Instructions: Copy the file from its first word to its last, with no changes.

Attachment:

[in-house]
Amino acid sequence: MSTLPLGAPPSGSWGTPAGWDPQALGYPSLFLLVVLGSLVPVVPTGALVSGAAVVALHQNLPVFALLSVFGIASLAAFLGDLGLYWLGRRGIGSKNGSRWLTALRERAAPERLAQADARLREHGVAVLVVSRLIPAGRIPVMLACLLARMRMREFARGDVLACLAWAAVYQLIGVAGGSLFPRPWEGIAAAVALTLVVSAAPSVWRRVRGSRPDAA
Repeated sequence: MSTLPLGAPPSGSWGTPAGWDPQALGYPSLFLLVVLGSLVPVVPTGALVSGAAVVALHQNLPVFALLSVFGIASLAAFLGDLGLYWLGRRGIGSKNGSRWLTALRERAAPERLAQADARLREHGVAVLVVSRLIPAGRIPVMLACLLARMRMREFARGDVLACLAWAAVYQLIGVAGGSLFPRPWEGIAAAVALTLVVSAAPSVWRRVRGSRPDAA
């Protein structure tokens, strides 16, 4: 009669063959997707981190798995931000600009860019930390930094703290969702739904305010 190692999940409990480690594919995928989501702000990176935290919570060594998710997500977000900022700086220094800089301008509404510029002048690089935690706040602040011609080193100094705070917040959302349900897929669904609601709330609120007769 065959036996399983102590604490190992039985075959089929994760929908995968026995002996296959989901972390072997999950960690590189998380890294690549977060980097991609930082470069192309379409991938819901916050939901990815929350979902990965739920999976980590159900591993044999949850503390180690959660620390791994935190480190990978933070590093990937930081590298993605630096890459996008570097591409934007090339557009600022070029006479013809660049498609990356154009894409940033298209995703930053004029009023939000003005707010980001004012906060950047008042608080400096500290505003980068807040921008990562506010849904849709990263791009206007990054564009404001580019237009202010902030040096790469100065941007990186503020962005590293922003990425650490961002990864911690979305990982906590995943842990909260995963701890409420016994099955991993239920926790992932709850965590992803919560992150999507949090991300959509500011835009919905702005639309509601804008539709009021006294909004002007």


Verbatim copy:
[in-house]
Amino acid sequence: MSTLPLGAPPSGSWGTPAGWDPQALGYPSLFLLVVLGSLVPVVPTGALVSGAAVVALHQNLPVFALLSVFGIASLAAFLGDLGLYWLGRRGIGSKNGSRWLTALRERAAPERLAQADARLREHGVAVLVVSRLIPAGRIPVMLACLLARMRMREFARGDVLACLAWAAVYQLIGVAGGSLFPRPWEGIAAAVALTLVVSAAPSVWRRVRGSRPDAA
Repeated sequence: MSTLPLGAPPSGSWGTPAGWDPQALGYPSLFLLVVLGSLVPVVPTGALVSGAAVVALHQNLPVFALLSVFGIASLAAFLGDLGLYWLGRRGIGSKNGSRWLTALRERAAPERLAQADARLREHGVAVLVVSRLIPAGRIPVMLACLLARMRMREFARGDVLACLAWAAVYQLIGVAGGSLFPRPWEGIAAAVALTLVVSAAPSVWRRVRGSRPDAA
């Protein structure tokens, strides 16, 4: 009669063959997707981190798995931000600009860019930390930094703290969702739904305010 190692999940409990480690594919995928989501702000990176935290919570060594998710997500977000900022700086220094800089301008509404510029002048690089935690706040602040011609080193100094705070917040959302349900897929669904609601709330609120007769 065959036996399983102590604490190992039985075959089929994760929908995968026995002996296959989901972390072997999950960690590189998380890294690549977060980097991609930082470069192309379409991938819901916050939901990815929350979902990965739920999976980590159900591993044999949850503390180690959660620390791994935190480190990978933070590093990937930081590298993605630096890459996008570097591409934007090339557009600022070029006479013809660049498609990356154009894409940033298209995703930053004029009023939000003005707010980001004012906060950047008042608080400096500290505003980068807040921008990562506010849904849709990263791009206007990054564009404001580019237009202010902030040096790469100065941007990186503020962005590293922003990425650490961002990864911690979305990982906590995943842990909260995963701890409420016994099955991993239920926790992932709850965590992803919560992150999507949090991300959509500011835009919905702005639309509601804008539709009021006294909004002007």